- Governor Phil Scott has made a formal request for federal disaster funds to assist communities, and public utilities in recovering costs for repairs and power restoration following the December 22-24, 2022, winter storm which federal assessors identified nearly $3 million in program-eligible costs incurred by public and non-profit utilities and communities in recovering from the storm.
- The House Committee on Commerce and Economic Development took up H.217, which would make miscellaneous amendments to workers’ compensation. The bill will remove the need for the Legislature to pass legislation setting the base rate for the state each year.
- The House Committee on Commerce and Economic Development continued its work on H.55 with a new draft.
- The House Healthcare Committee has passed H.230 requiring safe storage of firearms in homes with children and a 72-hour waiting period to purchase a firearm, as well as the ability for a family or household member to petition a court to remove firearms from a person’s possession.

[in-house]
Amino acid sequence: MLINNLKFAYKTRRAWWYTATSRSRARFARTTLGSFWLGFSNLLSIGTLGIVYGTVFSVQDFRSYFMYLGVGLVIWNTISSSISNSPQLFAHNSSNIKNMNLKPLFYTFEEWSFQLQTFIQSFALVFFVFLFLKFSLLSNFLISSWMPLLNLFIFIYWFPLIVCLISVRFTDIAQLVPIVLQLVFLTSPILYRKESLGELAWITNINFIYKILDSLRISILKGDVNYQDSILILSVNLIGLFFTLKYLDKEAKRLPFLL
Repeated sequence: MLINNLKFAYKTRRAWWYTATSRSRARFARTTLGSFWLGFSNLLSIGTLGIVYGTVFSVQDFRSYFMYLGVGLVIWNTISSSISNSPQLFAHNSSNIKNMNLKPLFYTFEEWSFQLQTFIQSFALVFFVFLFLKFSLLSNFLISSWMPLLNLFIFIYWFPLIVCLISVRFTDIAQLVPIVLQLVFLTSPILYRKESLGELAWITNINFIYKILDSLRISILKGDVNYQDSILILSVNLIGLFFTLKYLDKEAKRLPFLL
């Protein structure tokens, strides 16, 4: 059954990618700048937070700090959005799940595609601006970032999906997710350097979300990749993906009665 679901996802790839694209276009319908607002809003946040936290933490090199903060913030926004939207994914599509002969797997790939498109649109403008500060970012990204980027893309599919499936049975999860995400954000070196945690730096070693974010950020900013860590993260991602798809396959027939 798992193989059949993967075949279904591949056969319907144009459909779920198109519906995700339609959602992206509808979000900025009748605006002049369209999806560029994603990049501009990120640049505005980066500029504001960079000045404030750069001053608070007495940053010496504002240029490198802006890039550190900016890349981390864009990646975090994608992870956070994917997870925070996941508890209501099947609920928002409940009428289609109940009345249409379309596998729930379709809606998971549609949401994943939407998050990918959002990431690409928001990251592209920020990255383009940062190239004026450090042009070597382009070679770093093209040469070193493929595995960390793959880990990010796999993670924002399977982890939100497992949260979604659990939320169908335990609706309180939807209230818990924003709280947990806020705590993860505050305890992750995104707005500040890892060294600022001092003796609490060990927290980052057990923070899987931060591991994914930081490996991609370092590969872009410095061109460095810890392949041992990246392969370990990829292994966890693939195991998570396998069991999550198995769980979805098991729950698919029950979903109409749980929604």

- The House Ways and Means Committee now has H.66, which would create the most generous paid family and medical leave in the country.
Bills of Interest Thus Far
We follow a wide range of bills each session, as any issue that affects the day-to-day operations of our employers warrants monitoring. While many bills are still awaiting release for introduction, here are some on our radar.